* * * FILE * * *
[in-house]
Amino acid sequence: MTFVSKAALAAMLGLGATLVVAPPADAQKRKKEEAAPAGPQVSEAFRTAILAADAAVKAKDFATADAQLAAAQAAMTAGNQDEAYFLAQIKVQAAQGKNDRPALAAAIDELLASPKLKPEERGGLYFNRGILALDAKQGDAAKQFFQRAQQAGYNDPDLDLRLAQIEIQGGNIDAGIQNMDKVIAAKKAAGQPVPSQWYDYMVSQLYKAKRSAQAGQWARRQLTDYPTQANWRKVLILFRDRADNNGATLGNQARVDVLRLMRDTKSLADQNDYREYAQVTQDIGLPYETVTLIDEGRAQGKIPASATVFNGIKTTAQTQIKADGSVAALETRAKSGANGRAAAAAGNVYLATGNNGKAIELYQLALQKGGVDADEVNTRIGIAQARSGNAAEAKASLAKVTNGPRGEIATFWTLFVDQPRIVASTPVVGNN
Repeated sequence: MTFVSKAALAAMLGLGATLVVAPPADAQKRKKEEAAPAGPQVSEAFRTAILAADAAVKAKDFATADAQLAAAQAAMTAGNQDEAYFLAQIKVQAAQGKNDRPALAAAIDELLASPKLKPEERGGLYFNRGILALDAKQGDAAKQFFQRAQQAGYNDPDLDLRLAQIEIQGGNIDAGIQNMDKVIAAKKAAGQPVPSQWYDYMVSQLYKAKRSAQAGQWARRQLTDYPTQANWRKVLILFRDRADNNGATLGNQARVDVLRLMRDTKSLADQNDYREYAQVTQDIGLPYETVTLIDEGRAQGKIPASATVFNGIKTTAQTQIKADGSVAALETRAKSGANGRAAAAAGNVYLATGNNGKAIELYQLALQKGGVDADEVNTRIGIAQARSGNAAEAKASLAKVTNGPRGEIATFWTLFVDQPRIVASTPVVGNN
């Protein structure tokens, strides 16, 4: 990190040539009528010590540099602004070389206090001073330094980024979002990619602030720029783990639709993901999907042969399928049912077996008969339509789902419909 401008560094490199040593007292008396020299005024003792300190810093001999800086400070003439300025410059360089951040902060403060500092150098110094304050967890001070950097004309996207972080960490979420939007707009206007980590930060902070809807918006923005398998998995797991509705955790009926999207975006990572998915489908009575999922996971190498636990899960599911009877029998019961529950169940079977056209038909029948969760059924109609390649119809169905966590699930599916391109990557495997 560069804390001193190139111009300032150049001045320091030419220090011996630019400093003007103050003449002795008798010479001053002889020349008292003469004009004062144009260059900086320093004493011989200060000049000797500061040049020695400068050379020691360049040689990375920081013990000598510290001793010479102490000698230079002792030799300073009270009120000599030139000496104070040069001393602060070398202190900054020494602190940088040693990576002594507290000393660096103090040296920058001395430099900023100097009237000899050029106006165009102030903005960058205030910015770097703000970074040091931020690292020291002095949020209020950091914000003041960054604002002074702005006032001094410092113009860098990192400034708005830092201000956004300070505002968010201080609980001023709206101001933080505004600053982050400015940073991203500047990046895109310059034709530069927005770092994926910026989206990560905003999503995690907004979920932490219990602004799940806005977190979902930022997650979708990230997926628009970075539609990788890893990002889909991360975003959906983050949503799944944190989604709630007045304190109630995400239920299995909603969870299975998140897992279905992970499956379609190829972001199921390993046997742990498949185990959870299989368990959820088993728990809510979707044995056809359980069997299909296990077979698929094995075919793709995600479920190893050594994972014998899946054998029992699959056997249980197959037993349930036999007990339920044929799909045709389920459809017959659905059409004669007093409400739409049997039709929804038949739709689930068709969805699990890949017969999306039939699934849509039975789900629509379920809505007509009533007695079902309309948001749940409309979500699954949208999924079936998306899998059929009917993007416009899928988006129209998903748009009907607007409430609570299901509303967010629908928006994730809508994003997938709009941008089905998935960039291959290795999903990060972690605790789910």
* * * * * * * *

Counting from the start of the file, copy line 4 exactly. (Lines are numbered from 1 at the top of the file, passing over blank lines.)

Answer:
């Protein structure tokens, strides 16, 4: 990190040539009528010590540099602004070389206090001073330094980024979002990619602030720029783990639709993901999907042969399928049912077996008969339509789902419909 401008560094490199040593007292008396020299005024003792300190810093001999800086400070003439300025410059360089951040902060403060500092150098110094304050967890001070950097004309996207972080960490979420939007707009206007980590930060902070809807918006923005398998998995797991509705955790009926999207975006990572998915489908009575999922996971190498636990899960599911009877029998019961529950169940079977056209038909029948969760059924109609390649119809169905966590699930599916391109990557495997 560069804390001193190139111009300032150049001045320091030419220090011996630019400093003007103050003449002795008798010479001053002889020349008292003469004009004062144009260059900086320093004493011989200060000049000797500061040049020695400068050379020691360049040689990375920081013990000598510290001793010479102490000698230079002792030799300073009270009120000599030139000496104070040069001393602060070398202190900054020494602190940088040693990576002594507290000393660096103090040296920058001395430099900023100097009237000899050029106006165009102030903005960058205030910015770097703000970074040091931020690292020291002095949020209020950091914000003041960054604002002074702005006032001094410092113009860098990192400034708005830092201000956004300070505002968010201080609980001023709206101001933080505004600053982050400015940073991203500047990046895109310059034709530069927005770092994926910026989206990560905003999503995690907004979920932490219990602004799940806005977190979902930022997650979708990230997926628009970075539609990788890893990002889909991360975003959906983050949503799944944190989604709630007045304190109630995400239920299995909603969870299975998140897992279905992970499956379609190829972001199921390993046997742990498949185990959870299989368990959820088993728990809510979707044995056809359980069997299909296990077979698929094995075919793709995600479920190893050594994972014998899946054998029992699959056997249980197959037993349930036999007990339920044929799909045709389920459809017959659905059409004669007093409400739409049997039709929804038949739709689930068709969805699990890949017969999306039939699934849509039975789900629509379920809505007509009533007695079902309309948001749940409309979500699954949208999924079936998306899998059929009917993007416009899928988006129209998903748009009907607007409430609570299901509303967010629908928006994730809508994003997938709009941008089905998935960039291959290795999903990060972690605790789910």